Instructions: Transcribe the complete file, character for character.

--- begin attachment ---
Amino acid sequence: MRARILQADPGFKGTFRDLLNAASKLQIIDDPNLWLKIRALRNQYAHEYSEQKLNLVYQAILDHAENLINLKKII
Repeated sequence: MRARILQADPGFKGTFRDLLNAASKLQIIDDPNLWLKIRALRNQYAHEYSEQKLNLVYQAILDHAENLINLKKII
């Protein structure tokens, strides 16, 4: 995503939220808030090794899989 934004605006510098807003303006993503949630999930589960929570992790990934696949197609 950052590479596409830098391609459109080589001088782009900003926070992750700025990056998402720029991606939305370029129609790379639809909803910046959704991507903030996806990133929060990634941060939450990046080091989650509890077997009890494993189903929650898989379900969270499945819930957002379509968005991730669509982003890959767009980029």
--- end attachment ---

Amino acid sequence: MRARILQADPGFKGTFRDLLNAASKLQIIDDPNLWLKIRALRNQYAHEYSEQKLNLVYQAILDHAENLINLKKII
Repeated sequence: MRARILQADPGFKGTFRDLLNAASKLQIIDDPNLWLKIRALRNQYAHEYSEQKLNLVYQAILDHAENLINLKKII
């Protein structure tokens, strides 16, 4: 995503939220808030090794899989 934004605006510098807003303006993503949630999930589960929570992790990934696949197609 950052590479596409830098391609459109080589001088782009900003926070992750700025990056998402720029991606939305370029129609790379639809909803910046959704991507903030996806990133929060990634941060939450990046080091989650509890077997009890494993189903929650898989379900969270499945819930957002379509968005991730669509982003890959767009980029």